In the light of foregoing discussion, the following points need a thorough consideration & answer before thinking about setting up of State level ARC. First, who will provide capital for floating a State ARC, the State Government alone or State Government with one or more banks operating in JK? Second, whether all banks or only one or two banks will contribute to the equity? Third, whether “moral hazard” factor, in the words of ex-RBI Governor won’t come in picture if State & some other bank/s contribute in this direction? Four, while acquiring a bad loan, sale price from the ARC usually comes in the shape of security receipts /bonds/debentures, and not cash. If so, won’t it be simply a shadow change in balance sheet of banks from loans & advances to investment column, and who will subscribe to those security receipts, the banks themselves or institutional or non institutional buyers? Fifth, is the proposed State ARC going to be vested with the power of acquiring loan asset together with underlying mortgage security simply for selling the property for recovery of debt? If so, who will decide the cost of the loan asset assigned to the ARC? Sixth, since the loan asset will be acquired at a discount, it means that the discount will be business profit of the sponsor of ARC: be that State alone or together with some other bank/s. Seventh, assignment of stressed assets to ARC is an “option” available to the banks & other secured creditors under the SARFAESI Law. It is not compulsory for the secured creditors as they are fee to enforce their securities at their own without intervention or engagement of outside agencies like ARCs. But it seems that it will be “compulsory” for the banks in JK to transfer their stressed assets along with underlying securities to the proposed State ARC. But for that the State needs legislation or amendment to some State law to bind the banks. Is it possible to pass such legislation/amendment when it will plainly fall within the domain of “banking” which is not within the legislative competence of the State?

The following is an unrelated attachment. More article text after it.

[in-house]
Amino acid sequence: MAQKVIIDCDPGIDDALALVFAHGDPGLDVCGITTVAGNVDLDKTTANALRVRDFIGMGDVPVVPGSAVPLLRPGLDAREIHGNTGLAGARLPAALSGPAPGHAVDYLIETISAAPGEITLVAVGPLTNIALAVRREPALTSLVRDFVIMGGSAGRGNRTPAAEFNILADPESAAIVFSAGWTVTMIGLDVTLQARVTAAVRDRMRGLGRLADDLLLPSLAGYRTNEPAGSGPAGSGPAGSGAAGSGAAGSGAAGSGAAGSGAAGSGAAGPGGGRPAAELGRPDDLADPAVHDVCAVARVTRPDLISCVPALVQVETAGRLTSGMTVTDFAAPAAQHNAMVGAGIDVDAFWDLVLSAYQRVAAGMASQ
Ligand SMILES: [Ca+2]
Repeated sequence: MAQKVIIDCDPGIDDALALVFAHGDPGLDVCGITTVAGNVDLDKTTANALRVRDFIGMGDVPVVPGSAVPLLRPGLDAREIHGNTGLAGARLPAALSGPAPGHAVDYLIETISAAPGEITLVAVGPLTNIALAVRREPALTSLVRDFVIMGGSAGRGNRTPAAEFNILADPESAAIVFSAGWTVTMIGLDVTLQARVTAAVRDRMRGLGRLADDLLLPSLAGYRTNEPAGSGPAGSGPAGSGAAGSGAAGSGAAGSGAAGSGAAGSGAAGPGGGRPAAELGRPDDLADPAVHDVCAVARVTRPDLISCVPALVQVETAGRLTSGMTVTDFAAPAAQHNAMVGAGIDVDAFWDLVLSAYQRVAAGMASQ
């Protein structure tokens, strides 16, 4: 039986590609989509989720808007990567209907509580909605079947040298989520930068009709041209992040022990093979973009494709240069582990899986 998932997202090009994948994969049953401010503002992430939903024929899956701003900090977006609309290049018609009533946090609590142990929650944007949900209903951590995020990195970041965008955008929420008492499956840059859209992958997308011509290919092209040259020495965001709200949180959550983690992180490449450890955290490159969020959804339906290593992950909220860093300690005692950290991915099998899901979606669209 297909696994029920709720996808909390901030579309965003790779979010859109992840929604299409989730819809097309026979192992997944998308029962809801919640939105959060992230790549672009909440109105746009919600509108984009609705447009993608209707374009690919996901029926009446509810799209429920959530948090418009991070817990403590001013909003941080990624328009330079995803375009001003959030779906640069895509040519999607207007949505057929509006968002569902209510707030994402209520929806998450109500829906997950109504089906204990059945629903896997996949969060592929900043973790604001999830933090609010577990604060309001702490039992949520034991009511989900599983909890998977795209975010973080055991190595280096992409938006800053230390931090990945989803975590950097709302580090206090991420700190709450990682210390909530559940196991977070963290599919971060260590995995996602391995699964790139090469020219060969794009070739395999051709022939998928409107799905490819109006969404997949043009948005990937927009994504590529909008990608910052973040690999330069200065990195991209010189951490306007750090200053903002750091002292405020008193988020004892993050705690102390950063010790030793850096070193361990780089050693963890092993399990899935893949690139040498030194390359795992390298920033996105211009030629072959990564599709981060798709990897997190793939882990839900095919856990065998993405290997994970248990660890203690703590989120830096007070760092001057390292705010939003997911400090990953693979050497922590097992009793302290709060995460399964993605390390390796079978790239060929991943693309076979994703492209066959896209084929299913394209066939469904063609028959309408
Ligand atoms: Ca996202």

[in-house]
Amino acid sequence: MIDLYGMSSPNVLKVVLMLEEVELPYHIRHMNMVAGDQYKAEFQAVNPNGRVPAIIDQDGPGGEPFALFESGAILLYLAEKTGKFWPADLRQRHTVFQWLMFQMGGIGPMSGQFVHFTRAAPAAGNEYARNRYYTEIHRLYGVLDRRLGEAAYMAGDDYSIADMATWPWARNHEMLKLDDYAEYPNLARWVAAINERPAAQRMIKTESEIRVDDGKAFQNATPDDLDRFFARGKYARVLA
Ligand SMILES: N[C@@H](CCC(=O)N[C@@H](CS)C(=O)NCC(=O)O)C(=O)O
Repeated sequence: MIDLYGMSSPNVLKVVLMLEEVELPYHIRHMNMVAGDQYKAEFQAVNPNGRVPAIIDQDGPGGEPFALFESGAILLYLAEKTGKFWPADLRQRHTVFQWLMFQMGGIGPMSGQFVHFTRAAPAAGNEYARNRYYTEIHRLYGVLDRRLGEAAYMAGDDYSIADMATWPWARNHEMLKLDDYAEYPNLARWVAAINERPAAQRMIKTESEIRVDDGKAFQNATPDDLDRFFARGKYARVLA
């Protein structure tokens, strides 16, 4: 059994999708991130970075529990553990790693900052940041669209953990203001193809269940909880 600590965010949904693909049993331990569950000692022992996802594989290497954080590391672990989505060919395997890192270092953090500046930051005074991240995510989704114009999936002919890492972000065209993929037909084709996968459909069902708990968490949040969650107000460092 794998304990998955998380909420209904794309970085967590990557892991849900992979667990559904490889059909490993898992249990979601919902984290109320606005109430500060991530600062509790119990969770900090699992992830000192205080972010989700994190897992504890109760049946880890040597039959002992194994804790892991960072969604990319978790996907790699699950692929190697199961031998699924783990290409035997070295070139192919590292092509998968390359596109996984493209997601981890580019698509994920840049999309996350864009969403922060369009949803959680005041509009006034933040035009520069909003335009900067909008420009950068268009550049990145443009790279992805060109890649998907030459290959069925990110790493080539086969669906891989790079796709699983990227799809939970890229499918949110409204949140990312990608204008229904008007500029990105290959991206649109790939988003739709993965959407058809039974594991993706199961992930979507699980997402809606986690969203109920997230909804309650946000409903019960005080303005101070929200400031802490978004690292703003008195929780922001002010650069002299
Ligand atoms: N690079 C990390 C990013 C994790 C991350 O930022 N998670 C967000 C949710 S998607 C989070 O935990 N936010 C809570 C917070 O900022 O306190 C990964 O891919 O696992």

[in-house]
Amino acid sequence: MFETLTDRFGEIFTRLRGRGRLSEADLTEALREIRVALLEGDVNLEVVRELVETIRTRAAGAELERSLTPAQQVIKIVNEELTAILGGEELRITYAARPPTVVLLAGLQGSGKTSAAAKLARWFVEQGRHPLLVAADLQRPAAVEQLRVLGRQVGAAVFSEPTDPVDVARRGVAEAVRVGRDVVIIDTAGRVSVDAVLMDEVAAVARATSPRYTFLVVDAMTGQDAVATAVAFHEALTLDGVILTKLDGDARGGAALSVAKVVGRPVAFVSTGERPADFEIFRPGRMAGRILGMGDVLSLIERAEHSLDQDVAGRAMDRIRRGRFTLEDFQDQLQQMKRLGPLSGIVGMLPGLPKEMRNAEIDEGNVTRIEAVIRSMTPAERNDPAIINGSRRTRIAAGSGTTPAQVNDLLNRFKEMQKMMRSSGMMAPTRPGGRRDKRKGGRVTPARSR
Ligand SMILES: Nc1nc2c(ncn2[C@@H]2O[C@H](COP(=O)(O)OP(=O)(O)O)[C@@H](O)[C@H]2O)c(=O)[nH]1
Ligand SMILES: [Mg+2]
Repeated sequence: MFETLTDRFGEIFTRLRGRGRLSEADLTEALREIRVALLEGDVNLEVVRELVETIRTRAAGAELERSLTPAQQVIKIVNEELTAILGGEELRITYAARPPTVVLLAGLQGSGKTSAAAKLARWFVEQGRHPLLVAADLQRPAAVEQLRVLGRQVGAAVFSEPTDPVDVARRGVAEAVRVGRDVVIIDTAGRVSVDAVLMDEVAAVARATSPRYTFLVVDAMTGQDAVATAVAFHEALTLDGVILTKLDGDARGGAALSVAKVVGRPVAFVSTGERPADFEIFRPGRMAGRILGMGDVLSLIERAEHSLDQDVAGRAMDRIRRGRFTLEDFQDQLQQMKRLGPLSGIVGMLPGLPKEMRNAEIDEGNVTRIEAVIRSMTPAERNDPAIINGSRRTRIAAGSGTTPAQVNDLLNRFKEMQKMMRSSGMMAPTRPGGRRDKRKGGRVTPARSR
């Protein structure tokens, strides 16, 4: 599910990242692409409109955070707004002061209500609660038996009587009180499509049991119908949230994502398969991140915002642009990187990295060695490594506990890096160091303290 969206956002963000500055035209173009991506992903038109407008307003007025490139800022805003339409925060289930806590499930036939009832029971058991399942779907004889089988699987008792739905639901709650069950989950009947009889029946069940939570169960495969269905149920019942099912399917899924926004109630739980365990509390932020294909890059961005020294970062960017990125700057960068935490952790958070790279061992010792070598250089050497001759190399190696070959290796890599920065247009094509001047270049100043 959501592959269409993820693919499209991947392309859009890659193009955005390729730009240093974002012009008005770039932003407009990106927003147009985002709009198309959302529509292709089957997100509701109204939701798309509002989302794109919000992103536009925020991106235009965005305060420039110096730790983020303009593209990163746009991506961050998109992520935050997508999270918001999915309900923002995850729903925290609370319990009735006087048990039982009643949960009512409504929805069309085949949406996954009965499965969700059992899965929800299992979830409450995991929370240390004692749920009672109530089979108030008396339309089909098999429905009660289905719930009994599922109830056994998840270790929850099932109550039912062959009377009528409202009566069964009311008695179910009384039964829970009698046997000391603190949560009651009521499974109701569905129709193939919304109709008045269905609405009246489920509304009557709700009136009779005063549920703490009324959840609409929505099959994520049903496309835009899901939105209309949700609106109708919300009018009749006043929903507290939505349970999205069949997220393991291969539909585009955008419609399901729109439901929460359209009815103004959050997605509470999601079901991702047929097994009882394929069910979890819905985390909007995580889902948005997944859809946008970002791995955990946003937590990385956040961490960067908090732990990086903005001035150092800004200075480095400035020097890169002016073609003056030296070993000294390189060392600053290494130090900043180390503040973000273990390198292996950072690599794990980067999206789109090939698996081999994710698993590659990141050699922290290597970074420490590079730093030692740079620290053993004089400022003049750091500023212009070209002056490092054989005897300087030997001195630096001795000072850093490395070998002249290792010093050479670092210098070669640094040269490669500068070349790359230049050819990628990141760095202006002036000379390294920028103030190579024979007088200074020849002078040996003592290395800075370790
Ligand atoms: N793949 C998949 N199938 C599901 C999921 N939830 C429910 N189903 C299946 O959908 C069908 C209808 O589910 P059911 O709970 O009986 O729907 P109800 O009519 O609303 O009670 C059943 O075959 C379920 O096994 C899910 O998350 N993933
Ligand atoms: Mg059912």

Viewed from the angle of the discussion made hereinabove, the proposed State ARC will be strange type of ARC unknown to Indian banking & financial sectors. It will be better to call it Property Selling Agency but, to remember, if it is named & registered as ARC, it will be governed by the provisions of the SARFAESI Act, 2002 & the RBI guidelines.

As is apparent from the discussion above, the proposal to establish State level ARC is fraught with host of intricate problems to some of which I have drawn attention.  For these reasons, it is my humble view, the proposal is not a viable solution to the problem faced by JK in the light of the SARFAESI Act & consequential effects of the Supreme Court decision at hand.  The solution lies in humble suggestions made in my column cited above.

(Note: The views expressed in this article are very personal of the author & not of the organisation he works for)

 

One comment on “SARFAESI Act issue – Responding to Readers

  • January 8, 2017 at 6:33 am